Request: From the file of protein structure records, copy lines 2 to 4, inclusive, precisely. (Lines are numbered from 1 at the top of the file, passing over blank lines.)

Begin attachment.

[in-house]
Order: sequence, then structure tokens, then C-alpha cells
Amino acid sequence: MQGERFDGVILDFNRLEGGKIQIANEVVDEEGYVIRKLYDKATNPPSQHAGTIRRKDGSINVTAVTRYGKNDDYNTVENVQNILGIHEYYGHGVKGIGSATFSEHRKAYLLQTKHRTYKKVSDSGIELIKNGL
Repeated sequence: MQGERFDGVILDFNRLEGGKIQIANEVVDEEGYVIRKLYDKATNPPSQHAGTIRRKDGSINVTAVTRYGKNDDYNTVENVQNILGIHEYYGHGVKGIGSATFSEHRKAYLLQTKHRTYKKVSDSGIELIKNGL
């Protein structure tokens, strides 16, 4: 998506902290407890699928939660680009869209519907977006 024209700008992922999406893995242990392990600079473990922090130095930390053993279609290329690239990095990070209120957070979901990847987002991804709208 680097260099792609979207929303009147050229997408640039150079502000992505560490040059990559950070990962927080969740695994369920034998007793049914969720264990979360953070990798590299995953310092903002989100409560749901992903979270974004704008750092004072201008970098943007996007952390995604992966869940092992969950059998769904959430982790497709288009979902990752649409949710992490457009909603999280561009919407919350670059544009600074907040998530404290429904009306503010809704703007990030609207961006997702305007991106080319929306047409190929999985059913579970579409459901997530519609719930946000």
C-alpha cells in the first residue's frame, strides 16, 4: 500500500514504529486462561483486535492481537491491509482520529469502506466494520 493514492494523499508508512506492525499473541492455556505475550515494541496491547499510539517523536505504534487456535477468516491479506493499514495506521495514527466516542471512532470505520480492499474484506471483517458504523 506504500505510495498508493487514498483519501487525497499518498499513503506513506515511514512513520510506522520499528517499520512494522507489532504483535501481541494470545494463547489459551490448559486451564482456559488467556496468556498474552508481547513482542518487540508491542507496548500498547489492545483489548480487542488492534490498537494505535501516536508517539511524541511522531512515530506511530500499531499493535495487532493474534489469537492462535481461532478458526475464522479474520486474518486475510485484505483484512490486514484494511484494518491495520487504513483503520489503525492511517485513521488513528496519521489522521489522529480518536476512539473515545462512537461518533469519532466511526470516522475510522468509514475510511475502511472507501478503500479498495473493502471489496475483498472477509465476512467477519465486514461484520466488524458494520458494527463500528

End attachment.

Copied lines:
Order: sequence, then structure tokens, then C-alpha cells
Amino acid sequence: MQGERFDGVILDFNRLEGGKIQIANEVVDEEGYVIRKLYDKATNPPSQHAGTIRRKDGSINVTAVTRYGKNDDYNTVENVQNILGIHEYYGHGVKGIGSATFSEHRKAYLLQTKHRTYKKVSDSGIELIKNGL
Repeated sequence: MQGERFDGVILDFNRLEGGKIQIANEVVDEEGYVIRKLYDKATNPPSQHAGTIRRKDGSINVTAVTRYGKNDDYNTVENVQNILGIHEYYGHGVKGIGSATFSEHRKAYLLQTKHRTYKKVSDSGIELIKNGL